Structure brings flexibility

Many of us are familiar with the pressure that comes when you are working with complexity. There is often a pressing problem at hand that has multiple root causes and is inhabited by multiple stakeholders. The issues are difficult to frame with little agreement on the scope of the problem. There is lots of uncertainty and disagreement around the underlying data and no obvious agreed path forward.  Leaders are very anxious about the situation and there is a tangible sense of needing to get something done.

When faced with this pressure it is understandable that people feel they have to act, make decisions and find solutions fast. The irony is that the rush to make decisions and identify solutions can intensify the pressure with undesirable consequences. The following quote by Dr Glen Robertshaw who specialises in environmental decision-making illustrates this well.

 “Trying to steam-roll through the decision-making process only succeeds in putting people’s backs up, creates political      resistance and makes the process take even longer.”

The alternative is to nest the collaborative action into a structure that specifies at a high level the steps everyone will take as they work together. The Power of Co is one such structure that operates at a meta level. It provides guidance on HOW people can interact but doesn’t specify the content of the interaction. Such a deliberative process enables stakeholders both action and reflection.

Sandra Janoff and Marvin Weisbord of the Future Search Network have an entire chapter in their latest book, Lead more control less. 8 advanced leadership skills that overturn convention devoted to controlling structure and not people. They say that with the right structures, people will learn more, teach one another and exercise a level of control you cannot impose. They go on to say that you should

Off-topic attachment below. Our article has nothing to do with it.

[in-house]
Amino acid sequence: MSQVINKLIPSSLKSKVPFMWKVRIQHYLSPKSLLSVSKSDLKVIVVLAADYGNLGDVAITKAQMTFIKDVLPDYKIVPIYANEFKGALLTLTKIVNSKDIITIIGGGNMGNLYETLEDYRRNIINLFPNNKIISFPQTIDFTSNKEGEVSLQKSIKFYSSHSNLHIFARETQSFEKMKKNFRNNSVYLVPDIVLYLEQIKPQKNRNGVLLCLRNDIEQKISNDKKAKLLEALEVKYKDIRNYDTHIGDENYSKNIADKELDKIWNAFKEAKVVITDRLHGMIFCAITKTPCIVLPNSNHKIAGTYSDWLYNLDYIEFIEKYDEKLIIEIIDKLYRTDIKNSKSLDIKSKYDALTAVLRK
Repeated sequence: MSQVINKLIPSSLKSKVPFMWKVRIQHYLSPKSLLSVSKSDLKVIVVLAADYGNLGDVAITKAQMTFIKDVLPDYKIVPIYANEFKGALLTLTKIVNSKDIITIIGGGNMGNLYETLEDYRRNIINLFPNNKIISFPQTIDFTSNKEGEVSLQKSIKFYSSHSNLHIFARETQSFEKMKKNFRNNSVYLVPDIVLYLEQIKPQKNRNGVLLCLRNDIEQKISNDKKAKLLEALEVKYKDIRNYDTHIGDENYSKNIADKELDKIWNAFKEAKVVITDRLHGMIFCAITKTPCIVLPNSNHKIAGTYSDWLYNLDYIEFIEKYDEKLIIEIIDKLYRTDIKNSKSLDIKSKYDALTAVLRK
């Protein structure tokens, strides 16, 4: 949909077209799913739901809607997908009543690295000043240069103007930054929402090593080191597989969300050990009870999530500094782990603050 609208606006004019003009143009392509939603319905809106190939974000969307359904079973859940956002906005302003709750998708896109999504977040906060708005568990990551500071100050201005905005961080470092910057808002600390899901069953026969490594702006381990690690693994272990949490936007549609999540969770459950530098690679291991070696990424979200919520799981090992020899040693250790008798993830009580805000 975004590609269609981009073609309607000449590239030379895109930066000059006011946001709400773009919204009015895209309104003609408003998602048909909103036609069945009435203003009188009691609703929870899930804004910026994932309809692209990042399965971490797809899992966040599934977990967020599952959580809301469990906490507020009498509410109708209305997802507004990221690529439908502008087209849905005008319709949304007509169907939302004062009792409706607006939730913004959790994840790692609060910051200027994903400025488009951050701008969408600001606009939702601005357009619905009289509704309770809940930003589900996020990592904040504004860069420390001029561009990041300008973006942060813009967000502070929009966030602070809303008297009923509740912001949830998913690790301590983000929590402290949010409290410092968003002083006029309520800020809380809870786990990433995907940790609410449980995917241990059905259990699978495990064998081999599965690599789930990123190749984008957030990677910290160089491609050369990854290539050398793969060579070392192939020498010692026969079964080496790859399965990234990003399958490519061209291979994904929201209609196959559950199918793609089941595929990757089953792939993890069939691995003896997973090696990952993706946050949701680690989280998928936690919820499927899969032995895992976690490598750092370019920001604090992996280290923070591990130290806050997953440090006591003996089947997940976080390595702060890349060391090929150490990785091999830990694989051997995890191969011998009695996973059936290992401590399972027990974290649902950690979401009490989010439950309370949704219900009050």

“Control what is controllable”

This is such a relevant quote, as we know that when you work with complexity you have to use emergent practice. There is no way of knowing how all the variables in a complex situation are going to play out so you have to identify those variables you can control.

In my experience collaboration that is undertaken within an overarching structure can be a liberating experience. Everyone is given permission to listen and learn before acting. People know that it is better to not decide too soon. This lowers defensive positions that come from protecting your preferred solution and removes much of the stress of having to fix the problem.

Mira Kirvesmaki and Rasmus from the Mirum Lean Innovation Lab in Copenhagen believe that:

“The key to fostering innovation is getting the right balance between structure and flexibility.”


I support this belief and suggest that having a well understood and agreed structure in place enables the collaborators to be flexible with how they get to solutions.

If you are feeling undue stress – check what structure you and your collaborators have co-designed for your collaborative process. Is the structure clear and does it have commitment? Making changes to the collaborative structure can pave the way to innovative collaborative practice.

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